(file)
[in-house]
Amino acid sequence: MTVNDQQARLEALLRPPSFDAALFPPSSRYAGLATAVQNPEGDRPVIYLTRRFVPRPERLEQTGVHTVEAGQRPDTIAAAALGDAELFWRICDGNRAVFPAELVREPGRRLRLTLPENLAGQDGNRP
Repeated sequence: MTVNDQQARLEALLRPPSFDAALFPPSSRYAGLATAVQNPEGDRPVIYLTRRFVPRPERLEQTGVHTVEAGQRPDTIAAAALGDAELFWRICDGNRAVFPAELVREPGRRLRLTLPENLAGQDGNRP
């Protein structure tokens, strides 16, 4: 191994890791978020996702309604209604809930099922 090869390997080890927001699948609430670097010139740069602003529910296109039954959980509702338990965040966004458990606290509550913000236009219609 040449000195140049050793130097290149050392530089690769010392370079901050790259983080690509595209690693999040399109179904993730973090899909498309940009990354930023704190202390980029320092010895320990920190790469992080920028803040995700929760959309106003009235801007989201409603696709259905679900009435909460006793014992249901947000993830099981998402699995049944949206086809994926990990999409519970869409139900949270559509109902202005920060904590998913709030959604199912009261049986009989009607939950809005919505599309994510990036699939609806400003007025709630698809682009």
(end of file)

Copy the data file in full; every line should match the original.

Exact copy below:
[in-house]
Amino acid sequence: MTVNDQQARLEALLRPPSFDAALFPPSSRYAGLATAVQNPEGDRPVIYLTRRFVPRPERLEQTGVHTVEAGQRPDTIAAAALGDAELFWRICDGNRAVFPAELVREPGRRLRLTLPENLAGQDGNRP
Repeated sequence: MTVNDQQARLEALLRPPSFDAALFPPSSRYAGLATAVQNPEGDRPVIYLTRRFVPRPERLEQTGVHTVEAGQRPDTIAAAALGDAELFWRICDGNRAVFPAELVREPGRRLRLTLPENLAGQDGNRP
């Protein structure tokens, strides 16, 4: 191994890791978020996702309604209604809930099922 090869390997080890927001699948609430670097010139740069602003529910296109039954959980509702338990965040966004458990606290509550913000236009219609 040449000195140049050793130097290149050392530089690769010392370079901050790259983080690509595209690693999040399109179904993730973090899909498309940009990354930023704190202390980029320092010895320990920190790469992080920028803040995700929760959309106003009235801007989201409603696709259905679900009435909460006793014992249901947000993830099981998402699995049944949206086809994926990990999409519970869409139900949270559509109902202005920060904590998913709030959604199912009261049986009989009607939950809005919505599309994510990036699939609806400003007025709630698809682009």